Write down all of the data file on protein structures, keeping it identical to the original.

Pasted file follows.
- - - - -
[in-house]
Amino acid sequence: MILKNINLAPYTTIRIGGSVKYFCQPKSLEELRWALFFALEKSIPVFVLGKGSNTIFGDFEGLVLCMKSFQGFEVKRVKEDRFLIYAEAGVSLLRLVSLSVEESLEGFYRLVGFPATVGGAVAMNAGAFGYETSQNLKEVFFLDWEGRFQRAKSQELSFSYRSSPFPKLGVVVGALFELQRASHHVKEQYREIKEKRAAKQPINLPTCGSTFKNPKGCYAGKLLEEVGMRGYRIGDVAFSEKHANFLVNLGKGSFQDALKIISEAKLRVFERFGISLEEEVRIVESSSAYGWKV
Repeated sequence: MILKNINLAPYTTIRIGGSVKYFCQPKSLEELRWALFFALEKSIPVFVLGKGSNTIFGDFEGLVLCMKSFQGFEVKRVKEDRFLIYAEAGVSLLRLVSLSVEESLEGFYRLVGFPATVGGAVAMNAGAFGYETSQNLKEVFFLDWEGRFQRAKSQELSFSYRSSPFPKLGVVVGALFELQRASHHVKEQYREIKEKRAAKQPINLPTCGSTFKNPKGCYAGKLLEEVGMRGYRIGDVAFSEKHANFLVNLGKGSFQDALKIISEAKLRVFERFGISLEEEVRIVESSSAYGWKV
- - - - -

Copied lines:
[in-house]
Amino acid sequence: MILKNINLAPYTTIRIGGSVKYFCQPKSLEELRWALFFALEKSIPVFVLGKGSNTIFGDFEGLVLCMKSFQGFEVKRVKEDRFLIYAEAGVSLLRLVSLSVEESLEGFYRLVGFPATVGGAVAMNAGAFGYETSQNLKEVFFLDWEGRFQRAKSQELSFSYRSSPFPKLGVVVGALFELQRASHHVKEQYREIKEKRAAKQPINLPTCGSTFKNPKGCYAGKLLEEVGMRGYRIGDVAFSEKHANFLVNLGKGSFQDALKIISEAKLRVFERFGISLEEEVRIVESSSAYGWKV
Repeated sequence: MILKNINLAPYTTIRIGGSVKYFCQPKSLEELRWALFFALEKSIPVFVLGKGSNTIFGDFEGLVLCMKSFQGFEVKRVKEDRFLIYAEAGVSLLRLVSLSVEESLEGFYRLVGFPATVGGAVAMNAGAFGYETSQNLKEVFFLDWEGRFQRAKSQELSFSYRSSPFPKLGVVVGALFELQRASHHVKEQYREIKEKRAAKQPINLPTCGSTFKNPKGCYAGKLLEEVGMRGYRIGDVAFSEKHANFLVNLGKGSFQDALKIISEAKLRVFERFGISLEEEVRIVESSSAYGWKV